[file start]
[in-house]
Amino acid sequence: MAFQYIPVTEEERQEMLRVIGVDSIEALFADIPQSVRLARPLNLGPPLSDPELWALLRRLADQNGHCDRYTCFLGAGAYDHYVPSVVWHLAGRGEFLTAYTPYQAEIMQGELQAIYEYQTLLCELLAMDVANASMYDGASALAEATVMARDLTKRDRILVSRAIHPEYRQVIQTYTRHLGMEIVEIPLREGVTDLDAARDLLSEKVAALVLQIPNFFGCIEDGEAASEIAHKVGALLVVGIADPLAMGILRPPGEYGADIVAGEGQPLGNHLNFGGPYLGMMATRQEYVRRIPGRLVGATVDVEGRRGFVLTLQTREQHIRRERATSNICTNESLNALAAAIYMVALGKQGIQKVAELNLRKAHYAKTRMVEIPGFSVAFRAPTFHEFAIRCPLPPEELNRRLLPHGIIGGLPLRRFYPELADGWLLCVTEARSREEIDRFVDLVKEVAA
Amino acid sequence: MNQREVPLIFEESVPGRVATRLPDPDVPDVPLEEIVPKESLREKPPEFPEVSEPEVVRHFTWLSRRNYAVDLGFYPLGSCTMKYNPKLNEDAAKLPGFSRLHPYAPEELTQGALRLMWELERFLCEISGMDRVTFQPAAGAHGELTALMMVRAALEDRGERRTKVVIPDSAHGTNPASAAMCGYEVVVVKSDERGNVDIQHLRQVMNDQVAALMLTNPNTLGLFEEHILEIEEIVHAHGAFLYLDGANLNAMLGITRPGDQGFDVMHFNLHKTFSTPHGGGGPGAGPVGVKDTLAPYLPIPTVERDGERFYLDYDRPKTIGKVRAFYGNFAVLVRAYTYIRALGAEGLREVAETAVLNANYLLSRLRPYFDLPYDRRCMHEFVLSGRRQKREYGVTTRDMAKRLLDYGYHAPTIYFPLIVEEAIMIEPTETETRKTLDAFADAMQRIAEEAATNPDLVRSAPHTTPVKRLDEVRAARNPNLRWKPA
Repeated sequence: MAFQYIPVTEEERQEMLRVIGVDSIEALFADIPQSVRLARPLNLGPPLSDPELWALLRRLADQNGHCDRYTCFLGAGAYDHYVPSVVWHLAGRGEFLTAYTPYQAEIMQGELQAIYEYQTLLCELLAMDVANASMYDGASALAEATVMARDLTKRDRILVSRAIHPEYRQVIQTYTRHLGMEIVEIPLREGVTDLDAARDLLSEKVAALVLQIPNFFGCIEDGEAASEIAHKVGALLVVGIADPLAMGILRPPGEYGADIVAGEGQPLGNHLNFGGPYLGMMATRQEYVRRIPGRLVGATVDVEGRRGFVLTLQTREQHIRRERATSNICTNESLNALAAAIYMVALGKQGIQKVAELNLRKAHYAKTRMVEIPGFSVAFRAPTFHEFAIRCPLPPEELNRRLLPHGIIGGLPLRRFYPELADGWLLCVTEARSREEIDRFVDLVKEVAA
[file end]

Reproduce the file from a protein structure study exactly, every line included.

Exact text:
[in-house]
Amino acid sequence: MAFQYIPVTEEERQEMLRVIGVDSIEALFADIPQSVRLARPLNLGPPLSDPELWALLRRLADQNGHCDRYTCFLGAGAYDHYVPSVVWHLAGRGEFLTAYTPYQAEIMQGELQAIYEYQTLLCELLAMDVANASMYDGASALAEATVMARDLTKRDRILVSRAIHPEYRQVIQTYTRHLGMEIVEIPLREGVTDLDAARDLLSEKVAALVLQIPNFFGCIEDGEAASEIAHKVGALLVVGIADPLAMGILRPPGEYGADIVAGEGQPLGNHLNFGGPYLGMMATRQEYVRRIPGRLVGATVDVEGRRGFVLTLQTREQHIRRERATSNICTNESLNALAAAIYMVALGKQGIQKVAELNLRKAHYAKTRMVEIPGFSVAFRAPTFHEFAIRCPLPPEELNRRLLPHGIIGGLPLRRFYPELADGWLLCVTEARSREEIDRFVDLVKEVAA
Amino acid sequence: MNQREVPLIFEESVPGRVATRLPDPDVPDVPLEEIVPKESLREKPPEFPEVSEPEVVRHFTWLSRRNYAVDLGFYPLGSCTMKYNPKLNEDAAKLPGFSRLHPYAPEELTQGALRLMWELERFLCEISGMDRVTFQPAAGAHGELTALMMVRAALEDRGERRTKVVIPDSAHGTNPASAAMCGYEVVVVKSDERGNVDIQHLRQVMNDQVAALMLTNPNTLGLFEEHILEIEEIVHAHGAFLYLDGANLNAMLGITRPGDQGFDVMHFNLHKTFSTPHGGGGPGAGPVGVKDTLAPYLPIPTVERDGERFYLDYDRPKTIGKVRAFYGNFAVLVRAYTYIRALGAEGLREVAETAVLNANYLLSRLRPYFDLPYDRRCMHEFVLSGRRQKREYGVTTRDMAKRLLDYGYHAPTIYFPLIVEEAIMIEPTETETRKTLDAFADAMQRIAEEAATNPDLVRSAPHTTPVKRLDEVRAARNPNLRWKPA
Repeated sequence: MAFQYIPVTEEERQEMLRVIGVDSIEALFADIPQSVRLARPLNLGPPLSDPELWALLRRLADQNGHCDRYTCFLGAGAYDHYVPSVVWHLAGRGEFLTAYTPYQAEIMQGELQAIYEYQTLLCELLAMDVANASMYDGASALAEATVMARDLTKRDRILVSRAIHPEYRQVIQTYTRHLGMEIVEIPLREGVTDLDAARDLLSEKVAALVLQIPNFFGCIEDGEAASEIAHKVGALLVVGIADPLAMGILRPPGEYGADIVAGEGQPLGNHLNFGGPYLGMMATRQEYVRRIPGRLVGATVDVEGRRGFVLTLQTREQHIRRERATSNICTNESLNALAAAIYMVALGKQGIQKVAELNLRKAHYAKTRMVEIPGFSVAFRAPTFHEFAIRCPLPPEELNRRLLPHGIIGGLPLRRFYPELADGWLLCVTEARSREEIDRFVDLVKEVAA